Ancient Monuments

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Long Stones long barrow 150m north of Beckhampton House

A Scheduled Monument in Avebury, Wiltshire

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Latitude: 51.4213 / 51°25'16"N

Longitude: -1.8762 / 1°52'34"W

OS Eastings: 408703.599794

OS Northings: 169144.485564

OS Grid: SU087691

Mapcode National: GBR 3VK.SK3

Mapcode Global: VHB44.FJHT

Entry Name: Long Stones long barrow 150m north of Beckhampton House

Scheduled Date: 14 April 1932

Last Amended: 30 June 1994

Source: Historic England

Source ID: 1008126

English Heritage Legacy ID: 21734

County: Wiltshire

Civil Parish: Avebury

Traditional County: Wiltshire

Lieutenancy Area (Ceremonial County): Wiltshire


The monument includes a Neolithic long barrow aligned north east to south west
and situated on a gentle east-facing slope, 300m south west of the South
Street long barrow.
The barrow mound has been slightly disturbed by cultivation in the past but
survives as an impressive earthwork which measures 84m long and 35m wide. The
mound stands up to 6m high and is flanked to the north and south by quarry
ditches which provided material for the construction of the mound. These have
become partially infilled over the years owing to cultivation but survive as
slight earthworks c.24m wide and 84m long with a depth of c.0.6m.
The barrow was partially excavated by Merewether between 1820 and 1850. He
discovered evidence of a Bronze Age cremation burial contained in a 'Deverel-
Rimbury' style pottery urn and a piece of bronze which was probably part of a
dagger. The urn is now located in the Devizes Museum.

The site of the monument is shown on the attached map extract.
It includes a 2 metre boundary around the archaeological features,
considered to be essential for the monument's support and preservation.

Source: Historic England

Reasons for Scheduling

A small number of areas in southern England appear to have acted as foci for
ceremonial and ritual activity during the Neolithic and Early Bronze Age
periods. Two of the best known and earliest recognised, with references in the
17th century, are around Avebury and Stonehenge, now jointly designated as a
World Heritage Site. In the Avebury area, the henge monument itself, the West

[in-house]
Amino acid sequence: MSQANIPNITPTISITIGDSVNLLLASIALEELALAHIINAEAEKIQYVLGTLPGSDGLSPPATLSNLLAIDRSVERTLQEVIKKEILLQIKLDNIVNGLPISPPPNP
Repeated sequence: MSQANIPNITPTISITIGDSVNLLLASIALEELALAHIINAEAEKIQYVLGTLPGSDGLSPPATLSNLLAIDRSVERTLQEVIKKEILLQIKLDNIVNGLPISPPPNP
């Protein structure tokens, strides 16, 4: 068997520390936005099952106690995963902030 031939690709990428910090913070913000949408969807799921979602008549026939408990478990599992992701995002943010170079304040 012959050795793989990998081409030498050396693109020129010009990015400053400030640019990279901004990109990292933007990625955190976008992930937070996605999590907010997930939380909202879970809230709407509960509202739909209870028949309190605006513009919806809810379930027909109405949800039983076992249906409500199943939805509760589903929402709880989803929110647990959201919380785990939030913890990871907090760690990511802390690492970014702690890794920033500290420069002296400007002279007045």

Kennet Avenue, the Sanctuary, West Kennet long barrow, Windmill Hill
causewayed enclosure and the enigmatic Silbury Hill are well-known. Whilst the
other Neolithic long barrows, the many Bronze Age round barrows and other
associated sites are less well-known, together they define one of the most
rich and varied areas of Neolithic and Bronze Age ceremonial and ritual
monuments in the country. Long barrows were constructed as earthen or drystone
mounds with flanking ditches and acted as funerary monuments during the Early
and Middle Neolithic periods (3400-2400 BC). They represent the burial places
of Britain's early farming communities and, as such, are amongst the oldest
field monuments surviving visibly in the present landscape. Where
investigated, long barrows appear to have been used for communal burial, often
with only parts of the human remains having been selected for interment.
Certain sites provide evidence for several phases of funerary monument
preceding the barrow and it is probable that long barrows acted as important
ritual sites for local communities over a considerable period of time. Some
500 long barrows are recorded in England of which fifteen survive in the
Avebury area. These represent an important group for understanding the
historical context within which Avebury developed during the Late Neolithic
and Early Bronze Age periods; all are considered to be worthy of protection.

The Long Stones long barrow is a well preserved example of its class despite
having been partially excavated and disturbed by cultivation. The barrow
mound survives to its original height and the ditches can be observed as
partially infilled, but distinct, earthworks. The barrow will contain both
archaeological and environmental evidence relating to the construction and
function of the monument, as well as evidence of the former land use in this
part of the Avebury region. Along with the nearby South Street long barrow,
this monument provided an important focus for Neolithic and later funerary
activity including the development of the nearby Beckhampton Bronze Age round
barrow cemetery.

Source: Historic England


Books and journals
Grinsell, L V, The Victoria History of the County of Wiltshire, (1957)
SU 06 NE 107, CAO, Mutilated Long Barrow, (1989)
SU 06 NE 151, CAO, Secondary LBA Cremation, (1989)
SU 06 NE 75, RCHM(E), Avebury 17, (1973)

Source: Historic England

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